Written By Marielle
Medical coding and billing are among the fastest-growing occupations in the United States. The United States Bureau of Labor Statistics (BLS) classifies medical coders and billers as medical secretaries. Demand is predicted to grow as the elderly population relies more on healthcare services.
Each medical institution requires employees in a medical coding and billing role. Physicians and office managers can do these tasks in addition to their primary responsibilities or delegate them to one or more staff members.
But because the clinical staff should focus on patient care, trained professionals must do these critical administrative tasks to guarantee that healthcare practitioners get compensated for their services. This is where medical billing and coding come into the picture.
Read this article to learn how medical billing and coding work, the differences between medical billers and coders, and when you should consider outsourcing medical coding to third-party agencies.
Source: Employment Projections – U.S. Bureau of Labor Statistics
Medical Billing and Coding: Quick Intro
Medical billing acts as the intermediary between healthcare providers and insurance carriers. Medical billers are responsible for creating and submitting claims to insurance companies to obtain reimbursements for a healthcare provider’s services. Medical billing starts when a patient makes an appointment with a physician.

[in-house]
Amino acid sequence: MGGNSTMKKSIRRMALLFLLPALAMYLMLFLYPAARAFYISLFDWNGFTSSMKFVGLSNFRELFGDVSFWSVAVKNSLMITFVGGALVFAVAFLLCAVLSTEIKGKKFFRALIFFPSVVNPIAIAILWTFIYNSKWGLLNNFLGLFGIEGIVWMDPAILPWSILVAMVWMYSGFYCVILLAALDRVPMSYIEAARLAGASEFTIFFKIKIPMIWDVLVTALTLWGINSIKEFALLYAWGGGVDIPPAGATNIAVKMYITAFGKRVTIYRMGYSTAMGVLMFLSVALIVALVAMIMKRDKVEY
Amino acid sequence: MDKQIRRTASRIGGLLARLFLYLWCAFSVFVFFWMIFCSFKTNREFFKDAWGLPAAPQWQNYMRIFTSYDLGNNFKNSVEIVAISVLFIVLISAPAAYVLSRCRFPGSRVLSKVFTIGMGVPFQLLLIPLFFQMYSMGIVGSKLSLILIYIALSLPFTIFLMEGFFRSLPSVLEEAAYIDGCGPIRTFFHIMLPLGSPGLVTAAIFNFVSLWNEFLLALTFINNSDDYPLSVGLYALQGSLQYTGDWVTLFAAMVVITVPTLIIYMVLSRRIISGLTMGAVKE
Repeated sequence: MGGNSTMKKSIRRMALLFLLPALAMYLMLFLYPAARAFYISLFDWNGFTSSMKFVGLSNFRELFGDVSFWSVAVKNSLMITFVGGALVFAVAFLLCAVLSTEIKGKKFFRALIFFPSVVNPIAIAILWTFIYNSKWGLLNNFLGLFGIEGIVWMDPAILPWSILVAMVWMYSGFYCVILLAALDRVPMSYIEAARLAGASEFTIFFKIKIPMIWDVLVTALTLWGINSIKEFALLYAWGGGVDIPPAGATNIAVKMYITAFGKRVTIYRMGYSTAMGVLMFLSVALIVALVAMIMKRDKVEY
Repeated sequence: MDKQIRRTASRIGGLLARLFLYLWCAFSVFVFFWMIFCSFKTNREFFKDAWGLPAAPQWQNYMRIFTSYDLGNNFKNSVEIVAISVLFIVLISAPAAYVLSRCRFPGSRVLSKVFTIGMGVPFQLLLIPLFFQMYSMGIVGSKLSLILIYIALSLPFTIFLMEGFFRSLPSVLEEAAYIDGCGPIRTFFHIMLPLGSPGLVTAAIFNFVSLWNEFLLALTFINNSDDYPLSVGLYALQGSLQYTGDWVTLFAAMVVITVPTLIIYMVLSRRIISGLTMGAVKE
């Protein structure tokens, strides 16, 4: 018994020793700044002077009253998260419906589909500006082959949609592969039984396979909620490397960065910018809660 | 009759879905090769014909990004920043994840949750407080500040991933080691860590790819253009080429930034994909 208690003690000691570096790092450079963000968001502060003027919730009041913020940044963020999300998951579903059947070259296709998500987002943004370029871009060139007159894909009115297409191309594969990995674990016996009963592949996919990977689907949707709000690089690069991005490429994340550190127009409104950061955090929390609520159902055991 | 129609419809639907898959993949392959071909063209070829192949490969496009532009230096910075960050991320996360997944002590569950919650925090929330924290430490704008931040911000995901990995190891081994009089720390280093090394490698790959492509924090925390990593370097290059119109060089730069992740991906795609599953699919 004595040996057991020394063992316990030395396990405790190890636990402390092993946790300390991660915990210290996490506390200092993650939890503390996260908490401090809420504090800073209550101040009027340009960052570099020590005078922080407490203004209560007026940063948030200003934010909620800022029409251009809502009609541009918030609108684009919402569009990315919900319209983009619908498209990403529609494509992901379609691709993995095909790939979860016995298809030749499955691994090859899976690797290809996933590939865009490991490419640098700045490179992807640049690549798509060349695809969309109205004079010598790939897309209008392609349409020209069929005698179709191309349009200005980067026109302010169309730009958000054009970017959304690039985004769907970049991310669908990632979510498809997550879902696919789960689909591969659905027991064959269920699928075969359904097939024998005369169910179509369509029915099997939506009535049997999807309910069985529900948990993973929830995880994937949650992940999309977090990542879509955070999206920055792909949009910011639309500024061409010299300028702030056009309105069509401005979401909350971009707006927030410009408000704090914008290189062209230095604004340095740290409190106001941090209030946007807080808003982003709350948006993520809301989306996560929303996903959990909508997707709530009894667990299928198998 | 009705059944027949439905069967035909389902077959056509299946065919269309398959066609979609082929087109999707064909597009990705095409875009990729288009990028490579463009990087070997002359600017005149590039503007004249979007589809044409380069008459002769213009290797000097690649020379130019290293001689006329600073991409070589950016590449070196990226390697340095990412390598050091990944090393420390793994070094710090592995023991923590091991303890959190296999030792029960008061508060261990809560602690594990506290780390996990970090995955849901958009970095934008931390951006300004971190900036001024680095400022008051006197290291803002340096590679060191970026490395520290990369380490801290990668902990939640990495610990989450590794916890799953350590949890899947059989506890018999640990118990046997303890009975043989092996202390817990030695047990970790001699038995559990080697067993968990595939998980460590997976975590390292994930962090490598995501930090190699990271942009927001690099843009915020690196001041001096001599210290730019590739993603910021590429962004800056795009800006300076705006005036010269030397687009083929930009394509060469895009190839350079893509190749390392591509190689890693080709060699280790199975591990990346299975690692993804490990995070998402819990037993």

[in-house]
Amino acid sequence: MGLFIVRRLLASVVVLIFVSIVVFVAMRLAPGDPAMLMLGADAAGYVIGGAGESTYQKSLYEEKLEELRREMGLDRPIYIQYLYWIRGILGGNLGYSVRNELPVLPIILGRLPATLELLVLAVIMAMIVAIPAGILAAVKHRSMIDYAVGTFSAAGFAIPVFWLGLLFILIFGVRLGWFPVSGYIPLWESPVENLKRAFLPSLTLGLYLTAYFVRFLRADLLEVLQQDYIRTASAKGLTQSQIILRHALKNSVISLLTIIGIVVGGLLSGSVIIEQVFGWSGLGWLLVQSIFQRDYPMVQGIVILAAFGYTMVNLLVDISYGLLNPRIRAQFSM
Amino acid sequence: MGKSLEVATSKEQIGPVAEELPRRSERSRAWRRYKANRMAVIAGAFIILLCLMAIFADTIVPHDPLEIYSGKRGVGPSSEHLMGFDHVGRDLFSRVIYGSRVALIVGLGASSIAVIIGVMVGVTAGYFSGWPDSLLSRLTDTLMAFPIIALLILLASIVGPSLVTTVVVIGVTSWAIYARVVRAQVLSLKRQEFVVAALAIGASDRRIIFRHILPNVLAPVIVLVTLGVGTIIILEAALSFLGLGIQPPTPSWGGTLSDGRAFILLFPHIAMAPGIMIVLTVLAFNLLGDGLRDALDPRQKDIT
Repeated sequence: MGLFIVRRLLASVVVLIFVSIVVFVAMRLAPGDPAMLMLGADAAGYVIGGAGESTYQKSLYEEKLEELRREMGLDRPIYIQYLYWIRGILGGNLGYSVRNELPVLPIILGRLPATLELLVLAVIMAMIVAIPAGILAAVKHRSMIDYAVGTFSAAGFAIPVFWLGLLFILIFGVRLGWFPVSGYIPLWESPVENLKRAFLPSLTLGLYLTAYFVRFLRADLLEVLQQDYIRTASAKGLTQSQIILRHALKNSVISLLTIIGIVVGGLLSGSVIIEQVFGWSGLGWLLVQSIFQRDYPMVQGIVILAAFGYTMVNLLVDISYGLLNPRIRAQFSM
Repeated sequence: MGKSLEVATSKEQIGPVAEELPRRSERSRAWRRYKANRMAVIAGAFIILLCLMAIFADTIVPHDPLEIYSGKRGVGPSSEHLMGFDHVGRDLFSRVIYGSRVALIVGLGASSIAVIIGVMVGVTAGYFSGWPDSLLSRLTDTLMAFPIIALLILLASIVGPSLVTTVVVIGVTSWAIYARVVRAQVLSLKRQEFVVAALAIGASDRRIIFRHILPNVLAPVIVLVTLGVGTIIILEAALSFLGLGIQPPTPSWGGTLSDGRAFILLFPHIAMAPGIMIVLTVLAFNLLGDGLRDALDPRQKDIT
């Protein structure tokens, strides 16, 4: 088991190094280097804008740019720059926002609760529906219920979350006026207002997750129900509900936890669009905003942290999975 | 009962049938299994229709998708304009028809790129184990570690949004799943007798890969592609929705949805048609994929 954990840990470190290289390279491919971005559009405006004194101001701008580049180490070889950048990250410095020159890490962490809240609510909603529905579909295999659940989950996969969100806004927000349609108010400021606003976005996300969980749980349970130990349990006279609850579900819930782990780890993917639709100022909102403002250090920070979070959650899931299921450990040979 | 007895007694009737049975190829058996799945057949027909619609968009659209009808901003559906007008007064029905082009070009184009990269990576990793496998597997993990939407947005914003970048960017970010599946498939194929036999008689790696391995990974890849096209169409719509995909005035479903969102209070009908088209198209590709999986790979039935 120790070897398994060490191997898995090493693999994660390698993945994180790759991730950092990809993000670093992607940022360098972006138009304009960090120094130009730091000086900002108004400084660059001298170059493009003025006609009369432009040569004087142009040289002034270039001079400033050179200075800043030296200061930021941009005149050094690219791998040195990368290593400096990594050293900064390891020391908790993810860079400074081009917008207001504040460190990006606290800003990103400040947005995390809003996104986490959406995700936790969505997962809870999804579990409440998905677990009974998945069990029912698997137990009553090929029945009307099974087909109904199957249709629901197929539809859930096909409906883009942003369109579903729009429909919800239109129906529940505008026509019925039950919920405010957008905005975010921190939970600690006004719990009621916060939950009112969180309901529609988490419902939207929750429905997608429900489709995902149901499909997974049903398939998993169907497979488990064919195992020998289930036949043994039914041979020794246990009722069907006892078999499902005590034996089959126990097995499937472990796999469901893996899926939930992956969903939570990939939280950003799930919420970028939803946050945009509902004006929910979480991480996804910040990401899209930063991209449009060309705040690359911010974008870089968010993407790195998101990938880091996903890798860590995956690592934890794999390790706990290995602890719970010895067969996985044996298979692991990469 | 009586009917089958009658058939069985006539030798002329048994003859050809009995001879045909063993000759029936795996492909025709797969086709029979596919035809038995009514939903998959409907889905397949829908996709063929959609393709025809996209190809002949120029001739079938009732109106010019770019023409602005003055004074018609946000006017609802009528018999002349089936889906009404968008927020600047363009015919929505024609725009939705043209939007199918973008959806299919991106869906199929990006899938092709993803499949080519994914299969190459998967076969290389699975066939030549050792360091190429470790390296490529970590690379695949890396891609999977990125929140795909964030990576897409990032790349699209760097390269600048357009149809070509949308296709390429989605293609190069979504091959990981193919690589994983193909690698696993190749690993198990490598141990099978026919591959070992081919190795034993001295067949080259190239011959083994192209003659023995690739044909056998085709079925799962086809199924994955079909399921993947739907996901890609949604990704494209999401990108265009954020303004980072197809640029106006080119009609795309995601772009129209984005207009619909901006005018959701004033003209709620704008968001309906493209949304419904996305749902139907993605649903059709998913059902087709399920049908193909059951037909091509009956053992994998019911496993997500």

Medical coding, on the other hand, is the process of translating patient healthcare into billable service codes. Medical coders use patient records, medical notes, and other medical transcriptions to assign correct procedure codes.
International Classification of Diseases, Tenth Revision (ICD-10) codes represent external causes of injury, illnesses, symptoms, and abnormal findings, which a medical coder must know. Medical coders must also be familiar with Current Procedural Terminology (CPT) codes, which describe what a healthcare provider does on or for a patient.
These codes serve as a means of communication between physicians, hospitals, insurance companies, and other health-related institutions.
Difference Between a Medical Biller and a Medical Coder
People mistakenly refer to medical coding and medical billing as a single discipline, but they are two different jobs that require different personality traits and skills. You can be both a medical coder and biller if you acquire enough experience, but many choose to be a medical coder or a medical biller.
First, the work is not the same. Medical coders translate services provided for patients into codes using patient records, medical notes, ICD-10 and CPT codes, and computer software. These specialists must be familiar with medical terminology and adhere to CPT coding guidelines to assign procedure codes accurately.
On the other hand, medical billers are responsible for filing insurance claims and posting payments to accounts based on the instructions provided by coders. They follow up on claims with insurance providers and work out denials.